The Desert Hasn’t Blossomed Yet
This year, Israel is celebrating its 50th birthday, its modern Year of Jubilee. In the last 50 years the world has seen the Israeli desert blossom like the Garden of Eden. Yet there has been no such spiritual blossoming in the hearts of the people of Israel—our Jewish people—who live in the Land.
There have been many spiritual farmers.” Kaarlo Syvanto, a Finnish missionary in Israel since 1947, has distributed well over one million Bibles and New Testaments among the Israeli people. Much seed has been sown, but the harvest has been minimal. Most of the seed of God’s Word still lands along the path or on rocky places where it cannot grow.
Though there are approximately 3,200 people in Israel today who receive overseas funding to do missionary work in the Land, most of these workers are not engaged in direct evangelism. Many are pastors, Bible teachers, publishers or shop owners who sell Bibles among their other wares. The pastor has his congregation, the Bible teacher has his class, the publisher and shop owner have their customers, but the task of going out to proclaim the gospel doesn’t happen as it should. There are many “missionaries” in Israel, but too little missionary work is actually being done.
Why, then, is the Knesset (Israel’s Parliament) currently considering an amendment to restrict evangelistic activities? The provocation for this proposed legislation was a mass mailing of an evangelistic booklet, HaShalom, to some 900,000 homes in Israel by a controversial American evangelist. The mailing caused such an uproar that many Israelis publicly burned the books at the encouragement of Orthodox leaders. In response to the mailing, two Knesset members proposed a law that would make it a crime to “possess, produce, reproduce, import, distribute or publicize literature which may serve to persuade another to change his religious views or affiliations.” The punishment for offenders would be one year in jail.
Though the law is buried in committee, it has stirred world attention among Christians. Coalitions, committees and organizations have sprung up to fight the proposed law. Moreover, the evangelist and his organization have been blasted for their effort to reach Israelis with the gospel. He’s viewed as a troublemaker who came in and created a mess for those believers living in the Land.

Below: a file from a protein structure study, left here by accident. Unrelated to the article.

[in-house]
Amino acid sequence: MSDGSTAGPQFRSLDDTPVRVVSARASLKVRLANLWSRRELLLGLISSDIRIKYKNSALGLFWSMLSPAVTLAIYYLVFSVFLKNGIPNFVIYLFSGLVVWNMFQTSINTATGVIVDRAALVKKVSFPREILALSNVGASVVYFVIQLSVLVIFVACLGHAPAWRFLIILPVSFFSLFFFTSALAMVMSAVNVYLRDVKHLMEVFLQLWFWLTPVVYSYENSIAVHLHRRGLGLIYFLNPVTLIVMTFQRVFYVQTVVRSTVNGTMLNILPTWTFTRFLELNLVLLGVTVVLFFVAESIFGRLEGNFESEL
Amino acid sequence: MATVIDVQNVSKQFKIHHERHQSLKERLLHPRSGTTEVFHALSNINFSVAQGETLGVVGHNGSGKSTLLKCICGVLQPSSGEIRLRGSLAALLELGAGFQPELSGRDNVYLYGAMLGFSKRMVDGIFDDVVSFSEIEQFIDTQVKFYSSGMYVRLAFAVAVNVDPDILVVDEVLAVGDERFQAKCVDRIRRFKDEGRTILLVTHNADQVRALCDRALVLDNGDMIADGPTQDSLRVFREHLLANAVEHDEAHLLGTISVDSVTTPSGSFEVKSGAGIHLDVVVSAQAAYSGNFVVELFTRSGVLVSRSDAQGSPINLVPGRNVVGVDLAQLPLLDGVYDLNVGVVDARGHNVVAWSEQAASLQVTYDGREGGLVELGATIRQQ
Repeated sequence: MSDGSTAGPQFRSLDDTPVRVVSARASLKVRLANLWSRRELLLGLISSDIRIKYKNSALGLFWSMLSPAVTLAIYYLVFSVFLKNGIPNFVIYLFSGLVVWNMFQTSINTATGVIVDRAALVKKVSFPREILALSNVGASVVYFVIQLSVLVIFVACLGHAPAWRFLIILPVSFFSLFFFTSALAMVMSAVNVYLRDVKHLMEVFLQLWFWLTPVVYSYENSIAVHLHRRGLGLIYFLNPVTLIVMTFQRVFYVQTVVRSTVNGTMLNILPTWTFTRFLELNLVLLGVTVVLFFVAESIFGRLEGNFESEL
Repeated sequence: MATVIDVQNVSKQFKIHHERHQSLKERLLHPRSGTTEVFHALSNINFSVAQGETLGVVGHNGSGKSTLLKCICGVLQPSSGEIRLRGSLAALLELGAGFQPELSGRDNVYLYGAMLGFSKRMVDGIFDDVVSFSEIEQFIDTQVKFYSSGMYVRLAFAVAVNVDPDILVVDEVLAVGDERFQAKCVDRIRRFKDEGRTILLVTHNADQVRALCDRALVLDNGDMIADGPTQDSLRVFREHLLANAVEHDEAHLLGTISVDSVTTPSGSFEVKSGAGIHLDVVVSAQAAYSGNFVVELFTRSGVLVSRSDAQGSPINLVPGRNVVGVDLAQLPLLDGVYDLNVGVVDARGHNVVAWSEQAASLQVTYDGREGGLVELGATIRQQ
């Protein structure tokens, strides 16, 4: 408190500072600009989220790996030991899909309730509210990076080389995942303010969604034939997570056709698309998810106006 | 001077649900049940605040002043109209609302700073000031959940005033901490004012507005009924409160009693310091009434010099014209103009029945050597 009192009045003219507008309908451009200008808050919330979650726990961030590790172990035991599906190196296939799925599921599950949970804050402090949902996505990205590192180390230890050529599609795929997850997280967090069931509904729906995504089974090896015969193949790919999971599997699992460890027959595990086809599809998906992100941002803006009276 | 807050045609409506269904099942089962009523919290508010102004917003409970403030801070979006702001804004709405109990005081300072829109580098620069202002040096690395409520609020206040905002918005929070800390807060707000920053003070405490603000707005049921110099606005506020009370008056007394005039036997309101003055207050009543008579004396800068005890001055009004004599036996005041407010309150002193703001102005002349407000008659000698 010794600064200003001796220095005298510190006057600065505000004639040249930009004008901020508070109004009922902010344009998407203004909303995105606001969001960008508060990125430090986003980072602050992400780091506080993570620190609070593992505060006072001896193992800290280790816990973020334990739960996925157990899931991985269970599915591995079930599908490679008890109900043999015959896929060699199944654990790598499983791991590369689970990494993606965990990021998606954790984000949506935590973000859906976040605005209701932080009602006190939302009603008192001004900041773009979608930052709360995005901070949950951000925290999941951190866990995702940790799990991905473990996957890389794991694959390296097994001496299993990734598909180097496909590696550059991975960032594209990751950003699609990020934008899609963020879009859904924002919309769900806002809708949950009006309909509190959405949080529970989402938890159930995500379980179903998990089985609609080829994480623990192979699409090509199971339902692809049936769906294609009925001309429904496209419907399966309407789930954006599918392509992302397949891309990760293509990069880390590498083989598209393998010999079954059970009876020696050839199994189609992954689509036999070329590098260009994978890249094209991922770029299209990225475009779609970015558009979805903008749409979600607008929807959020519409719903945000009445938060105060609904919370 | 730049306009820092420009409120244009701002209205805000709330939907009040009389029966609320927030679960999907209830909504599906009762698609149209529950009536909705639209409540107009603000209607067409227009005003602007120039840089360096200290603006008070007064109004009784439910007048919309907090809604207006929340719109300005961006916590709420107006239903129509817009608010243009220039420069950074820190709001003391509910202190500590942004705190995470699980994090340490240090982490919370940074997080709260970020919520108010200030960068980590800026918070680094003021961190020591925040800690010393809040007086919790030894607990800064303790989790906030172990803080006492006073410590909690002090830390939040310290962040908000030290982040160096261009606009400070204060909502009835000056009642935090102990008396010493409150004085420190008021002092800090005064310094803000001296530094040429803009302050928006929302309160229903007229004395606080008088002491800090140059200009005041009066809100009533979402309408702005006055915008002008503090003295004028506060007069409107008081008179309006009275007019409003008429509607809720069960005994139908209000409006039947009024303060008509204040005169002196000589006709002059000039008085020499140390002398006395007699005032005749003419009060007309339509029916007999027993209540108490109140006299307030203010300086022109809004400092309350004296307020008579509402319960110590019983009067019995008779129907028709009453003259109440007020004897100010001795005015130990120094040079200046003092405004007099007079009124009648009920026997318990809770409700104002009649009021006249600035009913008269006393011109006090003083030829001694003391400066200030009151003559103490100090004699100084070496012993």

But stop for a moment and think about what he did. He got the gospel into the hands of 900,000 Jewish homes in Israel. I don’t know what percentage of the population he reached, but if the total Jewish population of Israel is around 4.5 million, he did pretty well. It’s no surprise that the Orthodox were infuriated by the evangelist’s actions, but should we share their outrage? I’ve spoken with Israeli believers who have told me that the book was “kosher” in its gospel presentation. The content of the book was something with which evangelical believers would agree. Why, then, have so many distanced themselves from this effort so angrily?
Certainly there are many who don’t like the distribution of literature—passing tracts on the street or through mass mailings. They think it’s ineffective or intrusive. Yet certainly God didn’t think the written word was a bad way to communicate, and neither should we. One native-born Israeli evangelist told me that he’s seen many Israelis and others come to faith through his story book.…
Another evangelist in Israel says that literature evangelism, “when done hand to hand, is without a doubt very effective.” And on our recent Project Joshua trip this was certainly borne out. I led 15 college students on three two-hour evangelistic adventures in which we handed out Hebrew gospel tracts. Well over 9,000 Israelis took our literature and over 60 gave us their names, addresses and phone numbers to hear more about Yeshua. In addition, our local missionary began to receive phone calls and letters from even more Israelis who wanted to hear from us. So, literature distribution doesn’t seem to be a losing proposition in Israel.